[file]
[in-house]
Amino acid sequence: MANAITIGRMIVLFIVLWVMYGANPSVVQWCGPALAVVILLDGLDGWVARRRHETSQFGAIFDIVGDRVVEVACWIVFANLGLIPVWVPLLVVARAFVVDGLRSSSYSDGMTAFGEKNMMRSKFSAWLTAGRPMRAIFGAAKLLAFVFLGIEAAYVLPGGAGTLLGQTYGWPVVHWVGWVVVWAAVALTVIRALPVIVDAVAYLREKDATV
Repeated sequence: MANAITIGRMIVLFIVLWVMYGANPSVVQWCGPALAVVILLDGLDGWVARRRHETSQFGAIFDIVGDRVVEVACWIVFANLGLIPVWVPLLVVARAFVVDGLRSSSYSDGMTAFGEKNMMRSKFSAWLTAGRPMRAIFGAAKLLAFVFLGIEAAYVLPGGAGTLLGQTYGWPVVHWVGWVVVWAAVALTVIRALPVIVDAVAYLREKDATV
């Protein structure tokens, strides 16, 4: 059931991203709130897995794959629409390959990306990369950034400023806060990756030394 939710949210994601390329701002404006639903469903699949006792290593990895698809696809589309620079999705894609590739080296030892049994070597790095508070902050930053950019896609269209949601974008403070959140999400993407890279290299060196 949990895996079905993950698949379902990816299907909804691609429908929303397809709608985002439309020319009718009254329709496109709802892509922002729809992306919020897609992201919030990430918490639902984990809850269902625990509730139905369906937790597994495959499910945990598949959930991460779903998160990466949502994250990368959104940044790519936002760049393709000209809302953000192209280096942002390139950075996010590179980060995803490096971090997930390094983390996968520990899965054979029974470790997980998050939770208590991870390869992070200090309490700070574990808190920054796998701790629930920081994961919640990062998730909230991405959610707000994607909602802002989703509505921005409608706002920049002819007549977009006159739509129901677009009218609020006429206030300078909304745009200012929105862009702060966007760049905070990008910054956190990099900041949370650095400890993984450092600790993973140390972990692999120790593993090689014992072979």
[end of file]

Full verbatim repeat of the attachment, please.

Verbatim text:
[in-house]
Amino acid sequence: MANAITIGRMIVLFIVLWVMYGANPSVVQWCGPALAVVILLDGLDGWVARRRHETSQFGAIFDIVGDRVVEVACWIVFANLGLIPVWVPLLVVARAFVVDGLRSSSYSDGMTAFGEKNMMRSKFSAWLTAGRPMRAIFGAAKLLAFVFLGIEAAYVLPGGAGTLLGQTYGWPVVHWVGWVVVWAAVALTVIRALPVIVDAVAYLREKDATV
Repeated sequence: MANAITIGRMIVLFIVLWVMYGANPSVVQWCGPALAVVILLDGLDGWVARRRHETSQFGAIFDIVGDRVVEVACWIVFANLGLIPVWVPLLVVARAFVVDGLRSSSYSDGMTAFGEKNMMRSKFSAWLTAGRPMRAIFGAAKLLAFVFLGIEAAYVLPGGAGTLLGQTYGWPVVHWVGWVVVWAAVALTVIRALPVIVDAVAYLREKDATV
């Protein structure tokens, strides 16, 4: 059931991203709130897995794959629409390959990306990369950034400023806060990756030394 939710949210994601390329701002404006639903469903699949006792290593990895698809696809589309620079999705894609590739080296030892049994070597790095508070902050930053950019896609269209949601974008403070959140999400993407890279290299060196 949990895996079905993950698949379902990816299907909804691609429908929303397809709608985002439309020319009718009254329709496109709802892509922002729809992306919020897609992201919030990430918490639902984990809850269902625990509730139905369906937790597994495959499910945990598949959930991460779903998160990466949502994250990368959104940044790519936002760049393709000209809302953000192209280096942002390139950075996010590179980060995803490096971090997930390094983390996968520990899965054979029974470790997980998050939770208590991870390869992070200090309490700070574990808190920054796998701790629930920081994961919640990062998730909230991405959610707000994607909602802002989703509505921005409608706002920049002819007549977009006159739509129901677009009218609020006429206030300078909304745009200012929105862009702060966007760049905070990008910054956190990099900041949370650095400890993984450092600790993973140390972990692999120790593993090689014992072979």